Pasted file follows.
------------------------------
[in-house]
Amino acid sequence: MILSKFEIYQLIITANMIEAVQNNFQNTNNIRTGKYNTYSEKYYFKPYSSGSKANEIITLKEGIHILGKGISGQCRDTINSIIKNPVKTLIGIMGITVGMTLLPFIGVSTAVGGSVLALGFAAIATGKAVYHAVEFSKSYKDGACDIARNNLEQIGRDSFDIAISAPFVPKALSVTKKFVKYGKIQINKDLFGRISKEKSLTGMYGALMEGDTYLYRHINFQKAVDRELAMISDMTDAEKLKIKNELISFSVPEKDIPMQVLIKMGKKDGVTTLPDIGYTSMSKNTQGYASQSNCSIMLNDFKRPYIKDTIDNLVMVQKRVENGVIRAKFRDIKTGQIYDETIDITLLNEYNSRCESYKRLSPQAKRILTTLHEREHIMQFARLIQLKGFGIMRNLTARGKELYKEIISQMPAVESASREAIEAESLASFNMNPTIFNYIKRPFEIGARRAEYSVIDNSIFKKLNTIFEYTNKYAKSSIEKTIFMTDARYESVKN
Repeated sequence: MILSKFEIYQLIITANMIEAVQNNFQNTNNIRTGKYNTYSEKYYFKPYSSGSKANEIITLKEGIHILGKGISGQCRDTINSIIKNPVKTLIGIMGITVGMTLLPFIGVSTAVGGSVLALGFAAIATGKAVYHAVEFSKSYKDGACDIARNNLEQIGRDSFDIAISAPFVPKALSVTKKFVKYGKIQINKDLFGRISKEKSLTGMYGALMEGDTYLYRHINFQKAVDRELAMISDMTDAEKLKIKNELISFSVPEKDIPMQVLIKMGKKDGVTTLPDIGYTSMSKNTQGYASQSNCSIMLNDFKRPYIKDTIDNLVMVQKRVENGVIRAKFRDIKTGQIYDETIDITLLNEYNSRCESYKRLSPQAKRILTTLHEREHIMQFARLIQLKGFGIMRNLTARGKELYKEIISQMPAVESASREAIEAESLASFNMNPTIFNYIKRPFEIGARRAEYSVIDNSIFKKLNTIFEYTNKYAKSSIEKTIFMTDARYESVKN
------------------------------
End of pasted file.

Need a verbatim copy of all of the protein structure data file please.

[in-house]
Amino acid sequence: MILSKFEIYQLIITANMIEAVQNNFQNTNNIRTGKYNTYSEKYYFKPYSSGSKANEIITLKEGIHILGKGISGQCRDTINSIIKNPVKTLIGIMGITVGMTLLPFIGVSTAVGGSVLALGFAAIATGKAVYHAVEFSKSYKDGACDIARNNLEQIGRDSFDIAISAPFVPKALSVTKKFVKYGKIQINKDLFGRISKEKSLTGMYGALMEGDTYLYRHINFQKAVDRELAMISDMTDAEKLKIKNELISFSVPEKDIPMQVLIKMGKKDGVTTLPDIGYTSMSKNTQGYASQSNCSIMLNDFKRPYIKDTIDNLVMVQKRVENGVIRAKFRDIKTGQIYDETIDITLLNEYNSRCESYKRLSPQAKRILTTLHEREHIMQFARLIQLKGFGIMRNLTARGKELYKEIISQMPAVESASREAIEAESLASFNMNPTIFNYIKRPFEIGARRAEYSVIDNSIFKKLNTIFEYTNKYAKSSIEKTIFMTDARYESVKN
Repeated sequence: MILSKFEIYQLIITANMIEAVQNNFQNTNNIRTGKYNTYSEKYYFKPYSSGSKANEIITLKEGIHILGKGISGQCRDTINSIIKNPVKTLIGIMGITVGMTLLPFIGVSTAVGGSVLALGFAAIATGKAVYHAVEFSKSYKDGACDIARNNLEQIGRDSFDIAISAPFVPKALSVTKKFVKYGKIQINKDLFGRISKEKSLTGMYGALMEGDTYLYRHINFQKAVDRELAMISDMTDAEKLKIKNELISFSVPEKDIPMQVLIKMGKKDGVTTLPDIGYTSMSKNTQGYASQSNCSIMLNDFKRPYIKDTIDNLVMVQKRVENGVIRAKFRDIKTGQIYDETIDITLLNEYNSRCESYKRLSPQAKRILTTLHEREHIMQFARLIQLKGFGIMRNLTARGKELYKEIISQMPAVESASREAIEAESLASFNMNPTIFNYIKRPFEIGARRAEYSVIDNSIFKKLNTIFEYTNKYAKSSIEKTIFMTDARYESVKN